Voting in Tunisia Ends in Uncertainty and Discontent

The Ennahda party may see massive losses.

The Ennahda party seemed set to face massive loses but stay the strongest party in Tunisia after the Sunday vote, according to exit polls.

The moderate Islamists were set to claim 17.5% of the vote, according to a poll conducted by Sigma Conseil. Their rivels from the Heart of Tunisia party, controlled by jailed media magnate and presidential candidate Nabil Karoui, was estimated to about two percentage points behind.

The Sunday vote featured more than 16,000 candidates from more than 200 different parties competing to fill the 217-seat unicameral legislature, the Assembly of People’s Representatives.

It follows the first round of a presidential election that garnered much greater public attention. The presidential vote ended inconclusively, forcing a runoff on October 13.

Analysts said the parliamentary vote could have lasting effects on the future of the country, which experienced a democratic uprising in 2011 and has since struggled to achieve political and economic stability.

Ennahda edges ahead

The parliamentary vote saw the Islamist party Ennahdha, which previously held the most seats in parliament, hoping to maintain its lead against Qalb Tounes (Heart of Tunisia), led by Karoui. He has been accused of tax evasion but says charges against him are politically motivated.

Shortly after polls closed, Karoui said his party had come in first. Not long after, an Ennahda spokesman said in an online news briefing that his party had come in first. Two exit polls conducted showed Ennahda winning the most votes and Karoui’s Heart of Tunisia coming in second.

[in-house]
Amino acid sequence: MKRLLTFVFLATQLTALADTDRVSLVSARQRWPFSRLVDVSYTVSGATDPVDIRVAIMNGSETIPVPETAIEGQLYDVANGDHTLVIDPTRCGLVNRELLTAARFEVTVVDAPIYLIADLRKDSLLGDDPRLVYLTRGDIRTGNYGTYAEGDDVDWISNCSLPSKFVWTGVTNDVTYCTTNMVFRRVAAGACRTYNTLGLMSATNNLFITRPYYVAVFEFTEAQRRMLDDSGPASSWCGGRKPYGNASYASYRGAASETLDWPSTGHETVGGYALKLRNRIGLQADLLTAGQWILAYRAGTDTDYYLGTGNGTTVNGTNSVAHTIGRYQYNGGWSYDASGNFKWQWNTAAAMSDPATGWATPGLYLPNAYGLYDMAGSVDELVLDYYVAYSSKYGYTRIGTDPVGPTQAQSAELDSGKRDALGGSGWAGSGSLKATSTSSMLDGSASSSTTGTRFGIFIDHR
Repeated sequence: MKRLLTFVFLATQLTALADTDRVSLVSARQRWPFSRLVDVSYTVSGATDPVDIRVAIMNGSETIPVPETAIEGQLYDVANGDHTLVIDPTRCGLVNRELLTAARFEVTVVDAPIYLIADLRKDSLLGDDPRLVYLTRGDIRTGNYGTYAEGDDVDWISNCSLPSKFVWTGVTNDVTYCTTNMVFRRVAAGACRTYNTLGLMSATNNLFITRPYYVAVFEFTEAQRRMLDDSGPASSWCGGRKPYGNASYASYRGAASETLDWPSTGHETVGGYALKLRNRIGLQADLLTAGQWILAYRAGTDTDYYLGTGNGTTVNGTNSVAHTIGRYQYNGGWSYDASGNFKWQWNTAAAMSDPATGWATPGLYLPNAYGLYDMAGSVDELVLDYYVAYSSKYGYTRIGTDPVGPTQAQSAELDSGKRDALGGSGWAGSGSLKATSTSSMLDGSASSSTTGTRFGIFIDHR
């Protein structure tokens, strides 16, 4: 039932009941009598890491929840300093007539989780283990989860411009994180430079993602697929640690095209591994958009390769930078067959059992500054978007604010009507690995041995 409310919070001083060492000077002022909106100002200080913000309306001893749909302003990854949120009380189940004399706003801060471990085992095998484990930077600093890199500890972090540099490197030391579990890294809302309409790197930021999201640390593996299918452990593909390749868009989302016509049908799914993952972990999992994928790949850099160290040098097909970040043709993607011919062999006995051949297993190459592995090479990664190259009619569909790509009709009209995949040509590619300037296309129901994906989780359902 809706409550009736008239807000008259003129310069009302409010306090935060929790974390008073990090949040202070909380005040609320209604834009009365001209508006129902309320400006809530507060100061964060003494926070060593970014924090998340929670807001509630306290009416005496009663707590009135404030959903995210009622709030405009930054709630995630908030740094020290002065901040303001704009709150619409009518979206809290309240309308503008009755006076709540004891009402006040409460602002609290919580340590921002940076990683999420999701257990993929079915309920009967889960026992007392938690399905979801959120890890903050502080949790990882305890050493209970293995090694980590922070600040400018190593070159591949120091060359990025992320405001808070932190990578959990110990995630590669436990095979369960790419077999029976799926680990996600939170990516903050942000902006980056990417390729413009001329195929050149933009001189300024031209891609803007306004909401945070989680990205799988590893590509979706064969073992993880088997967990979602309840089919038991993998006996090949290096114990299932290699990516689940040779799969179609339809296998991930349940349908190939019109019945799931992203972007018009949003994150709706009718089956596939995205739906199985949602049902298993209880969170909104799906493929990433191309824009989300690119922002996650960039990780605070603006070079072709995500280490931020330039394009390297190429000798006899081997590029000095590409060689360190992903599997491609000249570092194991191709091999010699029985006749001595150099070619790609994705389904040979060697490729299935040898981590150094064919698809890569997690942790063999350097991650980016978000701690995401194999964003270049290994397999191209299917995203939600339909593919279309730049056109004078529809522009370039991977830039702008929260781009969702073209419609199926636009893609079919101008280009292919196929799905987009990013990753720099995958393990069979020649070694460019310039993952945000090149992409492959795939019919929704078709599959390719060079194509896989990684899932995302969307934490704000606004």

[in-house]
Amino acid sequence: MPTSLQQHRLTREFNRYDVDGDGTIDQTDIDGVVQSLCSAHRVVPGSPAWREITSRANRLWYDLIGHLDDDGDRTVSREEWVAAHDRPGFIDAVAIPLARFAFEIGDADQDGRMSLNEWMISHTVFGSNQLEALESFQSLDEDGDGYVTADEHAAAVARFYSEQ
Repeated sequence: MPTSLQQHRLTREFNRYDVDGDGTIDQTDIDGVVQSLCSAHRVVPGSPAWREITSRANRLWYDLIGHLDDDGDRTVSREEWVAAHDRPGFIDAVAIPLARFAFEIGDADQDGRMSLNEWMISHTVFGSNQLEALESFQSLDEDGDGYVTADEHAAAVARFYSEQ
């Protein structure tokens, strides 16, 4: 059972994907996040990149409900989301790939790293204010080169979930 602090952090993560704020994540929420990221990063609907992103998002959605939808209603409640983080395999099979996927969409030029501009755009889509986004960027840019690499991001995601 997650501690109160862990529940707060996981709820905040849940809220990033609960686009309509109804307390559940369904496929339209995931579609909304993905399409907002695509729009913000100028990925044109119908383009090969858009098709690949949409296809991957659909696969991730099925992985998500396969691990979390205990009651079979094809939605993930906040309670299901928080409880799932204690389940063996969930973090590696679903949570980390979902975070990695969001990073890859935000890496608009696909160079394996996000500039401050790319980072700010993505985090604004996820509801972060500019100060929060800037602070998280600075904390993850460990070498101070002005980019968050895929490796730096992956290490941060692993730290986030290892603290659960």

Experts expect a highly factionalised outcome that could make government negotiations very difficult. The parties elected into parliament will nominate a prime minister, who will then have two months to get a government in place.

High security, low turnout

The country has grappled with terrorism, and voting took place amidst high security. Around 100,000 security officials patrolled some 4,500 polling stations on the country’s borders with Algeria and Libya.

According to the electoral commission, total turnout reached 41%, well under the more than 60% achieved in the 2014 legislative election, which saw the parliament be elected for the first time in its current form. Some 7 million Tunisians were eligible to vote.

Many Tunisians are frustrated with traditional political parties’ failure to deal with high unemployment, poor services and rising costs of living.

It is the third time that Tunisians have voted in a parliamentary election since the 2011 uprisings that toppled longtime dictator Zine Abidine Ben Ali.

Preliminary official results are expected mid-week.

This article was first published in DW.